Our research focuses on the functional organization and development of neural circuits in the cerebral cortex, the largest and most complex area of the brain, comprising 20 billion neurons and 60 trillion synapses--a neuronal network whose proper function is critical for sensory perception, motor control, and cognition. State of the art anatomical, electrophysiological, and imaging techniques are used to study neural circuits in primary visual cortex, an area where the emergence of novel response properties raises a host of tractable questions about the neural basis of visual perception. More broadly, the study of circuits in visual cortex provides a window into fundamental mechanisms of cortical processing that underlie a wide range of brain functions and serves as a model system for exploring the role of experience in the construction of cortical circuits.
Individual neurons in visual cortex have receptive fields that are responsive to small regions of visual space, and within this region, to specific properties of the visual stimulus such as the orientation of edges, their direction of motion, and color. Moreover, in species with well-developed visual capabilities, neurons exhibiting these properties are arrayed in a systematic fashion that reflects the underlying radial and tangential structure of cortical anatomy. Neurons with similar response properties are clustered together forming radial 'columns' that extend from the cortical surface to the white matter. Nearby columns generally have similar but slightly shifted stimulus preferences, an arrangement that results in orderly 'maps' of stimulus properties. Our research has played a pivotal role in defining the columnar architecture of cortical circuits and using this architecture as a functional referent to explore rules of intracortical connectivity, address questions of population coding, and probe experience-dependent mechanisms of cortical development.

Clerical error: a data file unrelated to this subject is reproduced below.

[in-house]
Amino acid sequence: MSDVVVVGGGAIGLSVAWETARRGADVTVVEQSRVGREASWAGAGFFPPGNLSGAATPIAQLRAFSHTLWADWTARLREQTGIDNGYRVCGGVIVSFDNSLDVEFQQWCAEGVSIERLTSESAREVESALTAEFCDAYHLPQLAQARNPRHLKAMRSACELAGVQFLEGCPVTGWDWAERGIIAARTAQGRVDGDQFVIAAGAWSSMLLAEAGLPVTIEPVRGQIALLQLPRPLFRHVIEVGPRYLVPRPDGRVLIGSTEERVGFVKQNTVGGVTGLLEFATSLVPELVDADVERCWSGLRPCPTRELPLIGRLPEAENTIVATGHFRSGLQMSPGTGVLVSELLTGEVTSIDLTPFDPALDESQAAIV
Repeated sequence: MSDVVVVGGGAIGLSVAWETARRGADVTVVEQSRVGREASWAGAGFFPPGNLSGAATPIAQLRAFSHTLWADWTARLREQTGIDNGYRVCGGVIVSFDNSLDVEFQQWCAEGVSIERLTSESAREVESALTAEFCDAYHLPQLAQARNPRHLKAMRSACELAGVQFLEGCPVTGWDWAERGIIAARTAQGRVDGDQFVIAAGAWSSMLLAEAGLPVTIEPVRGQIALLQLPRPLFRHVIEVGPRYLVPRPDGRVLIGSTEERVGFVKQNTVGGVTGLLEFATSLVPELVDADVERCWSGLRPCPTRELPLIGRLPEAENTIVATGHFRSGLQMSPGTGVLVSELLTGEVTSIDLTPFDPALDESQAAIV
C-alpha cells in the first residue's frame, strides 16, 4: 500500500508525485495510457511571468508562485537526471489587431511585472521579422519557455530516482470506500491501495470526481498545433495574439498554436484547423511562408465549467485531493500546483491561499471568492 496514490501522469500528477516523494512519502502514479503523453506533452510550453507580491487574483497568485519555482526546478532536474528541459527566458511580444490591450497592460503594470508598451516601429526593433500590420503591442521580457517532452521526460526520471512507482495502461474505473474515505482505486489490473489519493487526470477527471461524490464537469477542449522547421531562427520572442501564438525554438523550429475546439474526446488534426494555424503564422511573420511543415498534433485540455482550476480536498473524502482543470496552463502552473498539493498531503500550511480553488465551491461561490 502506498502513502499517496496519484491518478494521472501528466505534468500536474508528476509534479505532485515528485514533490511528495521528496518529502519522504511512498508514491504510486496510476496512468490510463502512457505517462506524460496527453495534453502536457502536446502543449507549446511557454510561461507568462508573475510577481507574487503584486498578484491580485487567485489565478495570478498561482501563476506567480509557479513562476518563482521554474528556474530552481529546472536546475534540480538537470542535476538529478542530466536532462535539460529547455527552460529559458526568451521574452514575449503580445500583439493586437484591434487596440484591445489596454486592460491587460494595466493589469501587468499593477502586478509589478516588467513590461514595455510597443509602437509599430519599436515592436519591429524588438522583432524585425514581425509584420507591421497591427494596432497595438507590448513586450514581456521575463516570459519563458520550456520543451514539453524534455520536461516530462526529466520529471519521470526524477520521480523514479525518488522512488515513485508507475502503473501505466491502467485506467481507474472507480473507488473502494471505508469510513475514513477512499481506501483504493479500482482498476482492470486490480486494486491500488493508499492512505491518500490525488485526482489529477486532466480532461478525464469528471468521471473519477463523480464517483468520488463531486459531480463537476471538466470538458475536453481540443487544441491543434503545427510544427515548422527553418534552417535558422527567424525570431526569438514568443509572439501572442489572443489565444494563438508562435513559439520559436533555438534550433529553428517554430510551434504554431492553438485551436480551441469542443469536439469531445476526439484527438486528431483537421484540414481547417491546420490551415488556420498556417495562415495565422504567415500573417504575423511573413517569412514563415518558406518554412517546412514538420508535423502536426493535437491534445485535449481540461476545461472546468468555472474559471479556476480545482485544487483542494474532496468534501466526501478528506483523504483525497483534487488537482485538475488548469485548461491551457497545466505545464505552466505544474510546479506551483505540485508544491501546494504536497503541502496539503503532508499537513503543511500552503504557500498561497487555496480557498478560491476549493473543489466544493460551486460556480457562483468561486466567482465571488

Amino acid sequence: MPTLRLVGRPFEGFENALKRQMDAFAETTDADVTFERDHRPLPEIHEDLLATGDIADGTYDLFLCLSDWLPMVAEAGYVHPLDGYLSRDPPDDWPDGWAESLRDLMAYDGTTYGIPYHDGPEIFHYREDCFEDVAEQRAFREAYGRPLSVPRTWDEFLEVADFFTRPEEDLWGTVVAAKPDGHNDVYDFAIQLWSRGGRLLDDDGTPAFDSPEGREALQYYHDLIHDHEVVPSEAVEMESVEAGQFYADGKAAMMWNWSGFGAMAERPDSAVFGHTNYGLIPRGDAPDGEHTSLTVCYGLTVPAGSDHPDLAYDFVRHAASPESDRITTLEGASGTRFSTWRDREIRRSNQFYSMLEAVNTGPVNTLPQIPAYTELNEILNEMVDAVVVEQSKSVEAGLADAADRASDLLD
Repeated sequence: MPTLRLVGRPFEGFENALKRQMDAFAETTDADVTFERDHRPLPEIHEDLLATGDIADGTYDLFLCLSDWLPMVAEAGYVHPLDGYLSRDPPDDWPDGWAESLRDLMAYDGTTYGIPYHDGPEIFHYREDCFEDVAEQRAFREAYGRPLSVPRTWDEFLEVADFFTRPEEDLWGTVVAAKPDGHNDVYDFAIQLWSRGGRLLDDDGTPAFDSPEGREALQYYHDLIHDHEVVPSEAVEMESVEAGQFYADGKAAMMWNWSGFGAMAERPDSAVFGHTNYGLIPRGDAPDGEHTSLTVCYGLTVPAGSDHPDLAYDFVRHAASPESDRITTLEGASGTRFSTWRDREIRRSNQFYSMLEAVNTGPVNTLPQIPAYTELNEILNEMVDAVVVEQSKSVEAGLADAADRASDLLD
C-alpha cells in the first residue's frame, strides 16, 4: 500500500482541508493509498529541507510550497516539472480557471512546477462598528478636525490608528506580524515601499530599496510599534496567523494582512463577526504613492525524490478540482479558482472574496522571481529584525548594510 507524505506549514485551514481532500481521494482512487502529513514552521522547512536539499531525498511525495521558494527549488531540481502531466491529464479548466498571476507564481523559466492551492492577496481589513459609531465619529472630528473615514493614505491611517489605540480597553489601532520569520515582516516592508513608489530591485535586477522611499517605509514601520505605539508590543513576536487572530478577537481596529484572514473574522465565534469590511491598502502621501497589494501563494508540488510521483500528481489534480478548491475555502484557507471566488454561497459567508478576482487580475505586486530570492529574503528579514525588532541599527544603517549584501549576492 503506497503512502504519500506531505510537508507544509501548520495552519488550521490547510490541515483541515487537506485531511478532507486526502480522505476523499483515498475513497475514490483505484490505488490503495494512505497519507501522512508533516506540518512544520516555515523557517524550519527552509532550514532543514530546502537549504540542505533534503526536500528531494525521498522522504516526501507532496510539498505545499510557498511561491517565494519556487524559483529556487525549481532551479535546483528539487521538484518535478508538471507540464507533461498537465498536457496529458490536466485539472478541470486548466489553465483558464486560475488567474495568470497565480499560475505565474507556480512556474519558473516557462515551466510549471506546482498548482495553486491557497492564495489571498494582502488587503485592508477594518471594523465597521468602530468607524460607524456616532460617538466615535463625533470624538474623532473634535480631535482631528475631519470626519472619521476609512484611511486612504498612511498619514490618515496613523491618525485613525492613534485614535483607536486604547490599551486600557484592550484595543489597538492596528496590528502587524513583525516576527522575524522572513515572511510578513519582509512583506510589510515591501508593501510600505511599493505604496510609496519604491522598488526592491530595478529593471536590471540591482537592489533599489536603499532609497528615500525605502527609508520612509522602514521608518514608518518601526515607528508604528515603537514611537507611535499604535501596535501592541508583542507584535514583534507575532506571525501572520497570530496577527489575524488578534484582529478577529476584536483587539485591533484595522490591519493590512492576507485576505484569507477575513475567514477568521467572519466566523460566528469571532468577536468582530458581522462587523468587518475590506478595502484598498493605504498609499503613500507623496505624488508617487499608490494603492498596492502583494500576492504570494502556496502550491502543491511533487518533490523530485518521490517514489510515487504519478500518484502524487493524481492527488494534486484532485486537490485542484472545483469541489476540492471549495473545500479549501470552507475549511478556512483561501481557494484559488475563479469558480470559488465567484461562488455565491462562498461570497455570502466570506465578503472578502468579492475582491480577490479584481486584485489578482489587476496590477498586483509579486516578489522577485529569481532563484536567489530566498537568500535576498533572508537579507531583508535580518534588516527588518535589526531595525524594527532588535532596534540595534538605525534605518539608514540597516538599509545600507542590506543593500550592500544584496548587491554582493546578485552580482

Current projects include: